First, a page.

46 percent said IT security budget increased significantly (15 percent of respondents) or increased (31 percent of respondents) in the past two years, said Dell in its 2015 Global IT Security Spending and Investments report.
In the next two years, 19 percent said the IT security budget will increase significantly and 31 percent says it will increase, 50 percent say their budgets are flat (46 percent) or will actually decrease in a few organizations.
More than 50 percent of IT security and IT leaders and their staff surveyed said their organization’s C-Level executives are not given the necessary information to make budgeting decisions regarding security priorities and the investments in technology and personnel required.
46 percent say the leadership is responsible for the budget. Only 29 percent of respondents say the budget is determined from the staff level or bottom up. This is another indication that IT security and those lower in the company are not as influential in the budgeting process as they should be, said Dell.
“Organizations cannot expect to combat today’s increasing cyber threats If important stakeholders, such as the C-level executives and board members, are not adequately informed about their organization’s security strategy, challenges and goals,” said Kevin Hanes, executive director of Security and Risk Consulting for Dell SecureWorks.
58 percent said they did not think or were unsure if their organization possessed sufficient resources to achieve compliance with security standards and laws, the study, commissioned by information security vendor Dell SecureWorks.
The global Ponemon study: “2015 Global IT Security Spending & Investments,” surveyed 1,825 IT security and IT leaders and their staff in 42 countries in North America, Europe, Middle East, Africa, Asia Pacific, Japan and Latin America.
Security and IT leaders believe it is most important to pursue improvement in the organization’s security posture (72 percent of respondents), while security and IT staff members see the minimization of downtime as the primary security objective (83 percent of staff respondents).
Security and IT leaders view third-party mistakes, including those made by cloud providers, as a more serious cyber threat (49 percent of leader respondents) than negligent insiders (37 percent of leader respondents), while security and IT staff members consider insecure Web applications and negligent insiders as more serious threats (57 and 56 percent of staff respondents, respectively).
Senior management determines IT security budgets and spending. Only 32 percent of respondents say they actually conduct an assessment of their organization’s security risks. Security leaders must become part of the leadership fabric in order to ensure proper budgets based on assessment of security risks facing the company.
The average total revenue of organizations represented in this research is $1.2 billion. On average companies spend $111.7 million annually on IT operations and investment. This includes licensing and maintenance fees, labor costs, investments in enabling technologies and overhead.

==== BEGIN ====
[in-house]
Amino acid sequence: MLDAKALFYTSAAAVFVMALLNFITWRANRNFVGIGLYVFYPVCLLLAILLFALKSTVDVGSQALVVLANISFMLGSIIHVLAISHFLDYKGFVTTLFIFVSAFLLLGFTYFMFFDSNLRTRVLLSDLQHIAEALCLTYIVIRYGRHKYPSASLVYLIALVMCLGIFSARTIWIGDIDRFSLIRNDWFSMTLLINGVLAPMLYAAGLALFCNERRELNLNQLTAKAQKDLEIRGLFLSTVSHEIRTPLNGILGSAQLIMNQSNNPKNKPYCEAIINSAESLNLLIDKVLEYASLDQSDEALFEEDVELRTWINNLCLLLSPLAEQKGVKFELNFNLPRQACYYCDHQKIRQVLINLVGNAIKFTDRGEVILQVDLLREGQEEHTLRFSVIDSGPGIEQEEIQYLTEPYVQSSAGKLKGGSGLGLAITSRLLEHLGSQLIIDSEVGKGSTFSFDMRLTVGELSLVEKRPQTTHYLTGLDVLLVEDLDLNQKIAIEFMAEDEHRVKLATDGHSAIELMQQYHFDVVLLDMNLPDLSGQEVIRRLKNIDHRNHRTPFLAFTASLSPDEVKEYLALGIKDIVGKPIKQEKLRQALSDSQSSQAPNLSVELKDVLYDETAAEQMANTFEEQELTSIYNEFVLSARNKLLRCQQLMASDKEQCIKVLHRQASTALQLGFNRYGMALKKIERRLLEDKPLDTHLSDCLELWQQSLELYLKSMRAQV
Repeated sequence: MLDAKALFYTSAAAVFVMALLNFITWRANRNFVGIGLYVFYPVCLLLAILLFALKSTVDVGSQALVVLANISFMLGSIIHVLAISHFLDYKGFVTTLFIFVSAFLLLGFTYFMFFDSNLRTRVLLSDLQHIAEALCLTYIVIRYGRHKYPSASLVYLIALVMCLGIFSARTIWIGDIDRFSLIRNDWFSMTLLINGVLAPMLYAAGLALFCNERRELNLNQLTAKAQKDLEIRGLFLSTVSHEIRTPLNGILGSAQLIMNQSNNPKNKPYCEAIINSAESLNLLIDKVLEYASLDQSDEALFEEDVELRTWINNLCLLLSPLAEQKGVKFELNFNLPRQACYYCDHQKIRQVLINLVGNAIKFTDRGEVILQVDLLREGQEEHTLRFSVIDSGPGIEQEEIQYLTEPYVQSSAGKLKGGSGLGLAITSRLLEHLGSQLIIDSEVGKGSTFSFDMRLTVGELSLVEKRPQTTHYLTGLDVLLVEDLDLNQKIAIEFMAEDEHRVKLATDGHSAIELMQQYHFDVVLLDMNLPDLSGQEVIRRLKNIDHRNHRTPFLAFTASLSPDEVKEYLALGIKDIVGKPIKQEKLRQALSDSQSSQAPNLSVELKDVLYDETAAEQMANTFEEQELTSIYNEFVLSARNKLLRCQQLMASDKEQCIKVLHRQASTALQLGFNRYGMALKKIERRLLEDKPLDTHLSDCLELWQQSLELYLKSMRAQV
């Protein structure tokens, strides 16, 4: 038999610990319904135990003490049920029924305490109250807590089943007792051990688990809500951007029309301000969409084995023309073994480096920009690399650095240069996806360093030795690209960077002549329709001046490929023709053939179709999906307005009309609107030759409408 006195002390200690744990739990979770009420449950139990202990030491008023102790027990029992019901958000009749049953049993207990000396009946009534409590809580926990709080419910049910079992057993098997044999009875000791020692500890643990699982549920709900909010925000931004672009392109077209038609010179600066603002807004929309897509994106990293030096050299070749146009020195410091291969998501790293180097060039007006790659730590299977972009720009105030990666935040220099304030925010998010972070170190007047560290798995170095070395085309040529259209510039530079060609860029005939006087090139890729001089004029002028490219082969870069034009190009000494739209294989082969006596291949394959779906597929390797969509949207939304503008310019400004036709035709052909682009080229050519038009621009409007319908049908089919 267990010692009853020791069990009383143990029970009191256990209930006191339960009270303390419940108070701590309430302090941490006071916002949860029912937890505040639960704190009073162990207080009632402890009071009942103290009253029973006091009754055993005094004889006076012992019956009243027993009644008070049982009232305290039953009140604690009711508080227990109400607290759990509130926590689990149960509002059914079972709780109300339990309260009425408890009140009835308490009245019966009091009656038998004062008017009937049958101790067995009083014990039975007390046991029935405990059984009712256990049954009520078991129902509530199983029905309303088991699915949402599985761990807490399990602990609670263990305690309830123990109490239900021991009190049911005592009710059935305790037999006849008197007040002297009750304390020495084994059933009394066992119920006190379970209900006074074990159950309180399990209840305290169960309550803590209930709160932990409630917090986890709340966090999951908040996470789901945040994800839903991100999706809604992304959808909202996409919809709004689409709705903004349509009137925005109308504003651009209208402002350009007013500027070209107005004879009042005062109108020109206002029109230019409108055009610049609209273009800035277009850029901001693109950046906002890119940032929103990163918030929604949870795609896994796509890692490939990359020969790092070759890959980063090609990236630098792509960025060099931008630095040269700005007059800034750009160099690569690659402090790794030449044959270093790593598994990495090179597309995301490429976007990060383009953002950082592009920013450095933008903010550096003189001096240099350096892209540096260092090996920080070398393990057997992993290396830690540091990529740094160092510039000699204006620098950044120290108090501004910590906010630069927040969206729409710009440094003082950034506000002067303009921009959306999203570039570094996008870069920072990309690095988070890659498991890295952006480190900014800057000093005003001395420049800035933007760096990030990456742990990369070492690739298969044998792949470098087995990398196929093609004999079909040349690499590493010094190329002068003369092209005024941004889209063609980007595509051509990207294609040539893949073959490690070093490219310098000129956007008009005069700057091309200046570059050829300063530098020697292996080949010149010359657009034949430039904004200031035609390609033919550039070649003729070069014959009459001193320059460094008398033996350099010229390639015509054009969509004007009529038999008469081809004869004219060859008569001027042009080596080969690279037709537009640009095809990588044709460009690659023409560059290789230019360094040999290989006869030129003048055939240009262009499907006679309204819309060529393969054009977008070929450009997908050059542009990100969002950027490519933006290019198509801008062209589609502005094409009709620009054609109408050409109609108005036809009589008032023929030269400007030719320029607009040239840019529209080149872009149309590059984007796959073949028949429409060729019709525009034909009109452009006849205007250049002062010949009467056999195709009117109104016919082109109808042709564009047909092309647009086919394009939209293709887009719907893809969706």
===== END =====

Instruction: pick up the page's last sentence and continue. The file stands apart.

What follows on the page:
8.2 percent of the IT budget is allocated to IT security or $9.14 million annually and 9.2 is the percentage of the IT security budget for activities related to innovations in enabling technologies and control processes (approximately $840,000).
The most valuable resource to an organization is its IT security staff. Based on the allocation of resources, most of the budget is used for staffing purposes (32 percent of respondents) followed by technologies and their maintenance (25 percent of respondents).
Only 21 percent of respondents say the IT security budget is on the board’s agenda. It is because the organization prefers to leave security governance to senior management (86 percent of respondents). However, 64 percent of respondents say lack of directors’ expertise and knowledge about cybersecurity keeps the issues off the board’s agenda. Thirty-six percent of respondents believe IT security is not a priority issue.
In the past 2 years, respondents say on average 37 percent of all investments in enabling security technologies fell below their expectations. The root cause of most dissatisfaction is due to the human factor. Fortyfour percent say it is a lack of in-house expertise followed by 32 percent of respondents who say vendor support issues. 32 percent say it was higher than expected installation costs. Much lower were system performance issues (degradation) and higher than expected maintenance costs, both 4 percent of respondents.
Sixty-two percent of respondents say data in applications is most vulnerable followed by third parties, including cloud providers (57 percent of respondents) and mobile devices (including smartphones) (44 percent of respondents).
Application security risks are the most serious, according to 34 percent of respondents followed by threats to the network. The number one according to 68 percent of respondents is anti-virus solutions followed by 63 percent of respondents who select incident & event management systems (SIEM) and identity and access management systems (57 percent of respondents).
It is not the IT security leader who owns the IT security budget and makes decisions about how to allocate the budget (19 percent and 10 percent, respectively). Rather, both responsibilities rest with the chief information officer (CIO) or chief technology officer (CTO). It is most often the CIO, CTO and business leader who decide how much to invest.